RESEARCH TRIANGLE PARK, N.C.— Jacob Williams, director of integrated vector management at RTI International, has been elected co-chair of the Roll Back Malaria Vector Control Working Group.
The Roll Back Malaria (RBM) Vector Control Working Group advises the international and country-level partners of RBM on best practices to reach and maintain universal coverage with effective vector control interventions. It supports the World Health Organization (WHO) on policy and guidelines related to vector control, and ensures adoption of global guidelines and strategies by disease endemic countries.
"This is a superb recognition of Jacob's long-standing and tireless efforts in the field of vector control and malaria," said Richard Reithinger, Ph.D., vice president of the Global Health division for the International Development Group at RTI. "It is a testament to RTI's role and commitment to prevent and control malaria globally, and ultimately yield its eradication."
The working group is a leading global platform for vector control donors, policy makers, implementing organizations, academic research institutions and advocacy groups. The group identifies important product development and operational or research gaps in vector control, and channels technical and programmatic information to stakeholders.
Williams is an expert in vector borne diseases control and environmental health with more than 22 years of experience across Africa, Asia, Latin America and the Middle East. He evaluates and strengthens national health systems for cost-effective disease control.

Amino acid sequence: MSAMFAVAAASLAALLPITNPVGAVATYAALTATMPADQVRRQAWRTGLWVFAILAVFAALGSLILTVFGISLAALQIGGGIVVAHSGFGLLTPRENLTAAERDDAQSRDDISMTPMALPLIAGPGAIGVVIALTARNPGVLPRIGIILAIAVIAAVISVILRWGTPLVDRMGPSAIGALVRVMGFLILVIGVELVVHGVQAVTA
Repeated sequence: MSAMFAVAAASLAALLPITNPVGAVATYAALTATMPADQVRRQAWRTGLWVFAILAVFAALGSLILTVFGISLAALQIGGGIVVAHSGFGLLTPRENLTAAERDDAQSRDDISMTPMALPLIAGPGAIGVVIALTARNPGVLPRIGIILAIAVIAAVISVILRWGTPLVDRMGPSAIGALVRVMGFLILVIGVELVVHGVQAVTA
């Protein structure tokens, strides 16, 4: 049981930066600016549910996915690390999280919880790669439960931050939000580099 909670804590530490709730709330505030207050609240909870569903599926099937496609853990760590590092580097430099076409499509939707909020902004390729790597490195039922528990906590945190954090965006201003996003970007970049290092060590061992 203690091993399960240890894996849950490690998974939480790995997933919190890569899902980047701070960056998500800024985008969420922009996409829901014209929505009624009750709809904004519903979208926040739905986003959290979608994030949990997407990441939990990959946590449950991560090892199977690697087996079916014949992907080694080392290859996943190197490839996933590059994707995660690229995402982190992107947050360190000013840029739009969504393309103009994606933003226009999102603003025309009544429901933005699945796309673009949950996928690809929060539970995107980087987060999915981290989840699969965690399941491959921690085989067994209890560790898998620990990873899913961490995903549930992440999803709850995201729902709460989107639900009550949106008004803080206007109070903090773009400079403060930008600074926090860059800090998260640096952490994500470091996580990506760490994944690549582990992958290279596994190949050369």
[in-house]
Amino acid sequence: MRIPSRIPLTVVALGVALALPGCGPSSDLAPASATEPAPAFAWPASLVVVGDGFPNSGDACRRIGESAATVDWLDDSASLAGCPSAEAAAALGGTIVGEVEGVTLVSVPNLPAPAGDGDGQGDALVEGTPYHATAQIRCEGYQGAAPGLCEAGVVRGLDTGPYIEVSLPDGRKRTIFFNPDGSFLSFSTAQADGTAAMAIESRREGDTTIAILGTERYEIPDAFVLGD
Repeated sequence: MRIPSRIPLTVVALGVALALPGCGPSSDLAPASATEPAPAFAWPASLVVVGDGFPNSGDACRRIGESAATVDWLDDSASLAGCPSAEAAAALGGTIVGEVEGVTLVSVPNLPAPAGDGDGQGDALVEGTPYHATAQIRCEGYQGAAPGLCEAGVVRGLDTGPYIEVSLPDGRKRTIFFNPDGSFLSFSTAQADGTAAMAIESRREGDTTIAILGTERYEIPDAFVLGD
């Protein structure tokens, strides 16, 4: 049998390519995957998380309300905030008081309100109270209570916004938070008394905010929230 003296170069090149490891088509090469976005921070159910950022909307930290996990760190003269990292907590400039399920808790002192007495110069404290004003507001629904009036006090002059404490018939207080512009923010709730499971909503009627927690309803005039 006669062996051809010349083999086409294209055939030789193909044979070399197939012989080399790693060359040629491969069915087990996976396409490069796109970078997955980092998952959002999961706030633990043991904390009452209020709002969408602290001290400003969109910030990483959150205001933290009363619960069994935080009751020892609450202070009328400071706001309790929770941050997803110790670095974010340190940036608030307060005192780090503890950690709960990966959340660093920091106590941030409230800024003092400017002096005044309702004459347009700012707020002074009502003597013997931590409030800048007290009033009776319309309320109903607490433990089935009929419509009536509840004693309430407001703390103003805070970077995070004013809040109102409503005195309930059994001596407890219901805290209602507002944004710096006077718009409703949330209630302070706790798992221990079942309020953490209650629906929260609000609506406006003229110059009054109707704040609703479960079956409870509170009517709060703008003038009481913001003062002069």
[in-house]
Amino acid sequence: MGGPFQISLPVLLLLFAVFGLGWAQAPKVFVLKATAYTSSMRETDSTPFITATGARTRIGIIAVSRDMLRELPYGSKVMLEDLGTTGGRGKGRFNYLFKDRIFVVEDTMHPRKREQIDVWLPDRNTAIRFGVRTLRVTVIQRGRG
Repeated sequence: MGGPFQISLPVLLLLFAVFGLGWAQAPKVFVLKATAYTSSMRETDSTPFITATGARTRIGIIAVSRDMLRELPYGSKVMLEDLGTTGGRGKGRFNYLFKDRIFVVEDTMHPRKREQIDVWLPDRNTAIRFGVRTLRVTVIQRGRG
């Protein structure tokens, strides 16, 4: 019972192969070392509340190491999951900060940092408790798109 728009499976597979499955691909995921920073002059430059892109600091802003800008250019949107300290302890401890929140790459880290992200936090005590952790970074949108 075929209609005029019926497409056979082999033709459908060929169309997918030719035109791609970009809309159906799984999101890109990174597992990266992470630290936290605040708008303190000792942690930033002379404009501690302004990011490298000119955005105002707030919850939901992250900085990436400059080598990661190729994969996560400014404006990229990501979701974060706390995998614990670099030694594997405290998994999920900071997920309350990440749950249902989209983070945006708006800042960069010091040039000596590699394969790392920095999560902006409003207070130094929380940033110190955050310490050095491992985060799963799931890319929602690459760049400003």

From December 2007 to September 2012, he managed the integrated vector management (IVM) project supported by the U.S. Agency for International Development and the President's Malaria Initiative. The project supported the development, promotion and evaluation of integrated use of effective vector control methods for malaria and other vector-borne diseases. He also serves as a technical lead on indoor residual spray programs.
Prior to his work at RTI, Williams served within the WHO by supporting and leading malaria vector control policy, implementation and evaluation. He led WHO input on the vector control aspects of the Stockholm Convention on Persistent Organic Pollutants and, in coordination with the United Nations Environment Programme and Food and Agriculture Organization of the UN, elaborated global reporting mechanisms under the Convention. He has co-authored several WHO guidelines and manuals.
Williams has served on several high-level global panels and committees on vector control.